Outgoing University of Hong Kong Vice-Chancellor Peter Mathieson has dismissed speculation that his decision to leave the institution before his contract ends was due to political dramas experienced during his tenure.
“Obviously Hong Kong is a politically complicated place, and this job has been a very politically complicated job. I’ve enjoyed that aspect of the job – I like complexity and I’ve done my best to always just stick to what I believe is in the best interest of the university,” Mathieson said at a media session on Friday.
Mathieson also dismissed speculation that his decision to leave early was linked to his disagreement with HKU governing council’s chairman Arthur Li, a controversial pro-Beijing figure who has previously made inflammatory remarks about HKU students and teaching staff.
Dismissing the rumour, Mathieson said: “I believe we’ve got along very well; we’ve got along successfully in the time that he’s been Council chairman.”
He said he only discussed the decision with Li for the first time on Wednesday, by which time he had already accepted the job offer. “I just informed him of the decision I’d made and that I was going to resign, and I resigned later that day,” he said.
The outgoing HKU chief will step down in January 2018 to join the University of Edinburgh in Scotland as its new principal and vice-chancellor. He emphasised that it was “never his intention” to quit before his term ends.
“I’m sorry to be leaving before the completion of my term, but as you’ve heard I’ve got a number of positive reasons for feeling that a return to the United Kingdom is right for my family and me,” he said.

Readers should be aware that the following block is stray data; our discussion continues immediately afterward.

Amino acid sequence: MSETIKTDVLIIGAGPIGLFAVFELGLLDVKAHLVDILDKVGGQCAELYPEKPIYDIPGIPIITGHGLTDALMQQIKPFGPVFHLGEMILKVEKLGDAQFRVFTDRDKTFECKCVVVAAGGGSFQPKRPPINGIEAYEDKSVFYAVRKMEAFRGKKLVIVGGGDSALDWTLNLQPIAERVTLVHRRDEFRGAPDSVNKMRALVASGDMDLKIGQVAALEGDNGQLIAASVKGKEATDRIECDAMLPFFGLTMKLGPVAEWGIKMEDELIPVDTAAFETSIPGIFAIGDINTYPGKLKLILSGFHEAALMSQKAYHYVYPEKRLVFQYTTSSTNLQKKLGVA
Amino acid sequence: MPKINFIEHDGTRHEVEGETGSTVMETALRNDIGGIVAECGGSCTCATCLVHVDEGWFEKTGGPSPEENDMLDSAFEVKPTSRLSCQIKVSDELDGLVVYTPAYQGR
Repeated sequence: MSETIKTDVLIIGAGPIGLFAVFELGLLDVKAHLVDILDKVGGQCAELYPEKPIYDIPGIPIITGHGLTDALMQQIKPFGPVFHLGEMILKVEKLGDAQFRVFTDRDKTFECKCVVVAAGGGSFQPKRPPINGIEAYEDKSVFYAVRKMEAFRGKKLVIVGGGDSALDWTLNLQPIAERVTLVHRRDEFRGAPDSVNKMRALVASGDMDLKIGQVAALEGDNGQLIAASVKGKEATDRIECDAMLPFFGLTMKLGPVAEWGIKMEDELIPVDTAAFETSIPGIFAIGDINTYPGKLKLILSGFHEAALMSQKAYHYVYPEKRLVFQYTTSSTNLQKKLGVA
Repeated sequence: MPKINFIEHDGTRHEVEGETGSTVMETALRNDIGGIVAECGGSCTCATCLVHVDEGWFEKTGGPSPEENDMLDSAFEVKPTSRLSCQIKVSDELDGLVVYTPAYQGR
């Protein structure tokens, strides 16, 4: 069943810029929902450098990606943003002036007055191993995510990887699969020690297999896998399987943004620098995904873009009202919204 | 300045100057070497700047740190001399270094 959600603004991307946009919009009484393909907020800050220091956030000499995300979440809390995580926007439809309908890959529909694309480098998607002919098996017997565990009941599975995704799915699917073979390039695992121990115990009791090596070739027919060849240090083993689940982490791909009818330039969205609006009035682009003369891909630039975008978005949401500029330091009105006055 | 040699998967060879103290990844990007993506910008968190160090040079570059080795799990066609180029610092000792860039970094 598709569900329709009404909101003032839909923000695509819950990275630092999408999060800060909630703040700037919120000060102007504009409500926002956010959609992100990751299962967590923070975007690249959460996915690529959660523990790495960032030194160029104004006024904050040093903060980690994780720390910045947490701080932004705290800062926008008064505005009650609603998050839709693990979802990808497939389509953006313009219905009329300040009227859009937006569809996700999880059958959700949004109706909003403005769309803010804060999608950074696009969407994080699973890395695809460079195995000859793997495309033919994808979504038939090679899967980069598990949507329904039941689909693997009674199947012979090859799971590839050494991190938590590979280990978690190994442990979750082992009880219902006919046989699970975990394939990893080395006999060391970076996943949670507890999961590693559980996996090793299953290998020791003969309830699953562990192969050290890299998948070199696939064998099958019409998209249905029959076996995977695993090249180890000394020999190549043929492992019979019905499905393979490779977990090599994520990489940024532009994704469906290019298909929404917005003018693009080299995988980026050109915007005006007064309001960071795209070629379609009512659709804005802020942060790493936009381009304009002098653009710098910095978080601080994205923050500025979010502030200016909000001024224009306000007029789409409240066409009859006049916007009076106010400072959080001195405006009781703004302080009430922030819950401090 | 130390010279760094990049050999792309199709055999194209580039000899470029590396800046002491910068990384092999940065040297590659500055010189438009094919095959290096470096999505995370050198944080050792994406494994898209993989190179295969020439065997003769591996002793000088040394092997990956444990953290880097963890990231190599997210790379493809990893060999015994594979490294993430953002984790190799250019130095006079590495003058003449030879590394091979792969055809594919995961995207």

Mathieson said a search firm approached him several months ago. “My initial reaction was that I thought it was too soon for me to consider going anywhere else, and that I wasn’t ready to leave HKU,” he said.
“As the discussion went on, it became clear that Edinburgh held a number of attractions for me, and I seem to have a number of characteristics of what they were looking for. So there seemed to be quite a good match between their needs and what I could offer.”
He cited “sentimentality” about Edinburgh as a pull factor, saying that the city was his father’s hometown and his family name is of Scottish origin.
He added that his new salary would be lower than his current one, but the pay cut was not an important factor.
Asked if his departure was akin to abandoning his students and staff, Mathieson said: “I don’t believe that I’m abandoning the students or staff, although I can understand why people may say that sort of thing. I mean the University of Hong Kong and its management team is much more than just one person. We have a superb team in place; they will continue the work.”
“I do feel a sense of loyalty to the students and staff and alumni of HKU, and I’m sorry that I’m disappointing them by leaving them.” He added that he had received “hundreds” of positive messages from them on the day he announced his departure.
Mathieson’s surprise resignation also drew criticism from some students. Billy Fung Jing-en, former student union leader, said Thursday: “HKU was merely a stepping stone for [Mathieson] to gain ‘China experience’, polish his CV, then leave.”
Law student Michael Mo, who made headlines in recent months by complaining about alleged vote bribery during a campus election of the HKU Council, slammed the outgoing chief for failing to uphold electoral fairness, safeguard institutional autonomy, and protect students when Billy Fung was arrested by police following a chaotic Council meeting last year.
Mathieson, 57, joined HKU as vice-chancellor on April 1, 2014. His contract with HKU was originally scheduled to end in 2019.